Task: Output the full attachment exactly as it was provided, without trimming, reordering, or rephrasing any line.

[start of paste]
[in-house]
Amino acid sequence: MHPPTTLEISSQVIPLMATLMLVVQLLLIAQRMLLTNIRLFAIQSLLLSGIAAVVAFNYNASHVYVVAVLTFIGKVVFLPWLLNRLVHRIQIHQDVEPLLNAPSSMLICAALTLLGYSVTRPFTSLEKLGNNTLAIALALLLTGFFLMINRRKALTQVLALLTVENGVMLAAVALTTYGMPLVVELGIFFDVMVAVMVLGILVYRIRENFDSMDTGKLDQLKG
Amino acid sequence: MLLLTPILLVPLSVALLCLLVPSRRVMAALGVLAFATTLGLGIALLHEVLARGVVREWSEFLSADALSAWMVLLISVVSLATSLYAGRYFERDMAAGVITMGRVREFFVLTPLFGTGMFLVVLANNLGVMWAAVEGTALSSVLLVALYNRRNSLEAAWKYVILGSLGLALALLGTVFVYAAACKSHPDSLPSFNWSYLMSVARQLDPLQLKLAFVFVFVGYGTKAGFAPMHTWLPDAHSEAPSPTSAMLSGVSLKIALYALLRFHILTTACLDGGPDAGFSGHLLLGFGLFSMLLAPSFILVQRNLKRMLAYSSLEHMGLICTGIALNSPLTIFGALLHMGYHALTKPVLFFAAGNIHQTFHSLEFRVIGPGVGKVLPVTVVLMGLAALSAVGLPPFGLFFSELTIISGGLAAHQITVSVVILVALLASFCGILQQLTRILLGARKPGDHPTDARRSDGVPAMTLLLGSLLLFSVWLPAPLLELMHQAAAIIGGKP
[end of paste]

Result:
[in-house]
Amino acid sequence: MHPPTTLEISSQVIPLMATLMLVVQLLLIAQRMLLTNIRLFAIQSLLLSGIAAVVAFNYNASHVYVVAVLTFIGKVVFLPWLLNRLVHRIQIHQDVEPLLNAPSSMLICAALTLLGYSVTRPFTSLEKLGNNTLAIALALLLTGFFLMINRRKALTQVLALLTVENGVMLAAVALTTYGMPLVVELGIFFDVMVAVMVLGILVYRIRENFDSMDTGKLDQLKG
Amino acid sequence: MLLLTPILLVPLSVALLCLLVPSRRVMAALGVLAFATTLGLGIALLHEVLARGVVREWSEFLSADALSAWMVLLISVVSLATSLYAGRYFERDMAAGVITMGRVREFFVLTPLFGTGMFLVVLANNLGVMWAAVEGTALSSVLLVALYNRRNSLEAAWKYVILGSLGLALALLGTVFVYAAACKSHPDSLPSFNWSYLMSVARQLDPLQLKLAFVFVFVGYGTKAGFAPMHTWLPDAHSEAPSPTSAMLSGVSLKIALYALLRFHILTTACLDGGPDAGFSGHLLLGFGLFSMLLAPSFILVQRNLKRMLAYSSLEHMGLICTGIALNSPLTIFGALLHMGYHALTKPVLFFAAGNIHQTFHSLEFRVIGPGVGKVLPVTVVLMGLAALSAVGLPPFGLFFSELTIISGGLAAHQITVSVVILVALLASFCGILQQLTRILLGARKPGDHPTDARRSDGVPAMTLLLGSLLLFSVWLPAPLLELMHQAAAIIGGKP